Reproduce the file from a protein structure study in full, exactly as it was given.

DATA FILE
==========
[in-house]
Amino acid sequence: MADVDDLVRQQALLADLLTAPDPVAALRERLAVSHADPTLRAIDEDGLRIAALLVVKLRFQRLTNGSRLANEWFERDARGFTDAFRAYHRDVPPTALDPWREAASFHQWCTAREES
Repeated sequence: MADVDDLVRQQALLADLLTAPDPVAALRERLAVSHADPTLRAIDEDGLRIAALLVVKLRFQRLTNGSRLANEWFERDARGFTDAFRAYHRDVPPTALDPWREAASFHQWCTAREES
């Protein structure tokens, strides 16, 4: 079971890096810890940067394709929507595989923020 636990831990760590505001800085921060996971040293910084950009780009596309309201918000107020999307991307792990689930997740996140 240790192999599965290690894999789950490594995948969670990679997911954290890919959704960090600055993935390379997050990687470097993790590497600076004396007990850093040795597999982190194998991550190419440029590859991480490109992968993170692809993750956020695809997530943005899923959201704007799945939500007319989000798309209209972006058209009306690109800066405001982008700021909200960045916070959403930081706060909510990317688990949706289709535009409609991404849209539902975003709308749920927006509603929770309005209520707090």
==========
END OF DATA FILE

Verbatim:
[in-house]
Amino acid sequence: MADVDDLVRQQALLADLLTAPDPVAALRERLAVSHADPTLRAIDEDGLRIAALLVVKLRFQRLTNGSRLANEWFERDARGFTDAFRAYHRDVPPTALDPWREAASFHQWCTAREES
Repeated sequence: MADVDDLVRQQALLADLLTAPDPVAALRERLAVSHADPTLRAIDEDGLRIAALLVVKLRFQRLTNGSRLANEWFERDARGFTDAFRAYHRDVPPTALDPWREAASFHQWCTAREES
């Protein structure tokens, strides 16, 4: 079971890096810890940067394709929507595989923020 636990831990760590505001800085921060996971040293910084950009780009596309309201918000107020999307991307792990689930997740996140 240790192999599965290690894999789950490594995948969670990679997911954290890919959704960090600055993935390379997050990687470097993790590497600076004396007990850093040795597999982190194998991550190419440029590859991480490109992968993170692809993750956020695809997530943005899923959201704007799945939500007319989000798309209209972006058209009306690109800066405001982008700021909200960045916070959403930081706060909510990317688990949706289709535009409609991404849209539902975003709308749920927006509603929770309005209520707090």